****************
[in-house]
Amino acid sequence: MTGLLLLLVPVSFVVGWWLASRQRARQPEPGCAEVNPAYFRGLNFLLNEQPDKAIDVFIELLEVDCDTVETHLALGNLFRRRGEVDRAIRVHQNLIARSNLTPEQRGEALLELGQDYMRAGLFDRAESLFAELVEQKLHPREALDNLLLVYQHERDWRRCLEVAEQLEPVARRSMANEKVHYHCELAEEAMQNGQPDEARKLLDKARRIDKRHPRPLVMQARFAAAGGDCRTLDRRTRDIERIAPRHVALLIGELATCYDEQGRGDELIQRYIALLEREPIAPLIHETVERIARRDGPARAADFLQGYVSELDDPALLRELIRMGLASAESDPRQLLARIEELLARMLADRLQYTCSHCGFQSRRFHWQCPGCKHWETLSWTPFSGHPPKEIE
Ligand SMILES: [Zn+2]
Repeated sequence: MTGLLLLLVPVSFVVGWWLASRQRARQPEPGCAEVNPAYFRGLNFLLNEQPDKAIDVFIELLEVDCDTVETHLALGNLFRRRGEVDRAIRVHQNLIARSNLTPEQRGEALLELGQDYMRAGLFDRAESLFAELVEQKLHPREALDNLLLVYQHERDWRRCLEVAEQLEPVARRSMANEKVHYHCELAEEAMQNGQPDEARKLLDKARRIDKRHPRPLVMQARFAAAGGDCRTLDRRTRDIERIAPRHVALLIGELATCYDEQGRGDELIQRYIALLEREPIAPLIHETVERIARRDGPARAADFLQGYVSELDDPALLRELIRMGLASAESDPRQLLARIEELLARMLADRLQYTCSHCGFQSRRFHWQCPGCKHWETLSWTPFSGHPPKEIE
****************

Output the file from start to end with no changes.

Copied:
[in-house]
Amino acid sequence: MTGLLLLLVPVSFVVGWWLASRQRARQPEPGCAEVNPAYFRGLNFLLNEQPDKAIDVFIELLEVDCDTVETHLALGNLFRRRGEVDRAIRVHQNLIARSNLTPEQRGEALLELGQDYMRAGLFDRAESLFAELVEQKLHPREALDNLLLVYQHERDWRRCLEVAEQLEPVARRSMANEKVHYHCELAEEAMQNGQPDEARKLLDKARRIDKRHPRPLVMQARFAAAGGDCRTLDRRTRDIERIAPRHVALLIGELATCYDEQGRGDELIQRYIALLEREPIAPLIHETVERIARRDGPARAADFLQGYVSELDDPALLRELIRMGLASAESDPRQLLARIEELLARMLADRLQYTCSHCGFQSRRFHWQCPGCKHWETLSWTPFSGHPPKEIE
Ligand SMILES: [Zn+2]
Repeated sequence: MTGLLLLLVPVSFVVGWWLASRQRARQPEPGCAEVNPAYFRGLNFLLNEQPDKAIDVFIELLEVDCDTVETHLALGNLFRRRGEVDRAIRVHQNLIARSNLTPEQRGEALLELGQDYMRAGLFDRAESLFAELVEQKLHPREALDNLLLVYQHERDWRRCLEVAEQLEPVARRSMANEKVHYHCELAEEAMQNGQPDEARKLLDKARRIDKRHPRPLVMQARFAAAGGDCRTLDRRTRDIERIAPRHVALLIGELATCYDEQGRGDELIQRYIALLEREPIAPLIHETVERIARRDGPARAADFLQGYVSELDDPALLRELIRMGLASAESDPRQLLARIEELLARMLADRLQYTCSHCGFQSRRFHWQCPGCKHWETLSWTPFSGHPPKEIE